14 March 2017 | Admin | 0 Comments
There was nothing much to shout about in relation to measures to boost the property market in the Spring Budget, which is a bit of a surprise given that the Government’s own Housing White Paper, published last month, admits that the housing market is ‘broken’ and says ‘For too long we haven’t built enough homes’. As is well-known, there is a shortage of affordable homes throughout the country, with the capital particularly badly affected. It would have been reasonable to expect the Spring Budget to address some of these issues, but perhaps we will have to wait for the Autumn Statement for the fixes.
There were calls from many quarters to row back the stamp duty increase on second properties which hit buy to let landlords so badly, but the level of duty has not been changed.
So purchasers still take a hit of between 2% and 12% in stamp duty, depending on property values, with buy to let landlords having to add on a further 3% over and above those rates on second properties.
Most households are working to pretty tight budgets and many fall into the ‘JAM’ category, so it makes even more sense these days for sellers who are above the first rung of the property ladder to market their property using the services of an online estate agent, thus avoiding the huge commissions generally paid to traditional high street estate agents. Those savings will go nicely towards the stamp duty on the new property.
Room to rent relief
There are proposals, buried deep in the Budget documents, to scrap the rent a room relief. There are over 50,000 Airbnb hosts in the UK who might find themselves with an unexpected tax bill if the relief for short term lettings is scrapped. Hosts of short term letting properties should keep a very close eye on developments in this area. They may need to keep much more formal and extensive records going forward; it may be worthwhile starting to get those records in order now.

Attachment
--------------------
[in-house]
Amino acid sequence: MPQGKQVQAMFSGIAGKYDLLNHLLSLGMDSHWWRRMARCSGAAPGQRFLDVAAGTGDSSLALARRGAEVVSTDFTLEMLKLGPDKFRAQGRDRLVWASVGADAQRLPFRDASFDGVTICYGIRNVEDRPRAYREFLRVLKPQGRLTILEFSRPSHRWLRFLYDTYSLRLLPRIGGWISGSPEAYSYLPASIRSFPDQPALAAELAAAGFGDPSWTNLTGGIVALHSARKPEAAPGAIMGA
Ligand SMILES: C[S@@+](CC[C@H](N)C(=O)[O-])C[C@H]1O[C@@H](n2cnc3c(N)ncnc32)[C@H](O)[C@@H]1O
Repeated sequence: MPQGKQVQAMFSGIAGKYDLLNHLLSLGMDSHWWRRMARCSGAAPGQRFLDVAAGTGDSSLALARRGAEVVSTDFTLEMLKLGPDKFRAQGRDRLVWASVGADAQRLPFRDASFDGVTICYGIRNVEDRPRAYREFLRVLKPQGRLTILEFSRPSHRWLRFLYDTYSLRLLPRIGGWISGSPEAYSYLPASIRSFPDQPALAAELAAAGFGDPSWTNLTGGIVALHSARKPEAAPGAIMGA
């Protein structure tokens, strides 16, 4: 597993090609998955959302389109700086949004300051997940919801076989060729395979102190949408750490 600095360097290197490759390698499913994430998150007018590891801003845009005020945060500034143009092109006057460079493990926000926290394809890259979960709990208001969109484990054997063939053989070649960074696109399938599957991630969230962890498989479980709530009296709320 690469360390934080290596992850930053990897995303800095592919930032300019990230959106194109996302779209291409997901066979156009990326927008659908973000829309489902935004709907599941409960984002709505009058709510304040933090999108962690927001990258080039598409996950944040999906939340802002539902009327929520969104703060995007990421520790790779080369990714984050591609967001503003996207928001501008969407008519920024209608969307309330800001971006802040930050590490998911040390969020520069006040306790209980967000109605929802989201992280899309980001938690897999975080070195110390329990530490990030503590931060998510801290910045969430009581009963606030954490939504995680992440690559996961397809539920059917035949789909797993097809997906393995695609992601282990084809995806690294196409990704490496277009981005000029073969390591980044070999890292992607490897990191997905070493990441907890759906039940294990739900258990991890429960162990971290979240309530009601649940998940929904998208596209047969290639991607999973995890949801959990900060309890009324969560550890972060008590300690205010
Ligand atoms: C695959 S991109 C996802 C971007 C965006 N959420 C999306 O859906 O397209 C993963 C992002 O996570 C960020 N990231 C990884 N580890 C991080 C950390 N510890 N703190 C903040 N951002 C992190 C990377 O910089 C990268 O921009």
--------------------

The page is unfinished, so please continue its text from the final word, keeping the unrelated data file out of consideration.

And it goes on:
Capital gains tax
There is no change in rates for 2017/18, apart from the small annual increase in exemptions for individuals and trusts in line with inflation.
There is a little better news for savers, which may help those starting on the property ladder.
For those of you lucky enough to have a bit of extra cash to stash away for a rainy day, the annual tax-free allowance for cash and stocks and shares ISAs will rise to £20,000 from the current £15,240.
The Government has launched a new National Savings and Investment Bond which, from April this year, will pay a fixed, tax-free 2.2% on deposits up to £3,000 (subject to a tax maximum tax-free interest payment of £202 per annum).
Don’t forget the Lifetime ISA, also launching from April 2017. You can save up to £4,000 a year into the ‘LISA’ either as a lump sum or by putting in cash when you can.
Whatever you save, up to the maximum of £4,000, the Government will add a 25% bonus, so if you save £4,000 yourself in one year, you will end up with £5,000 with the bonus before any interest is added or growth taken into account.
Take a look at moneysavingexpert.com’s great guide to LISAs.
For first time buyers, don’t forget the Help to Buy ISA, which was launched in December 2015.
First time buyers who save into this ISA will receive a boost of 25% from the Government up to a maximum bonus of £3,000. This is a welcome addition to those on the road to saving a deposit. Check out the Government guide to this ISA.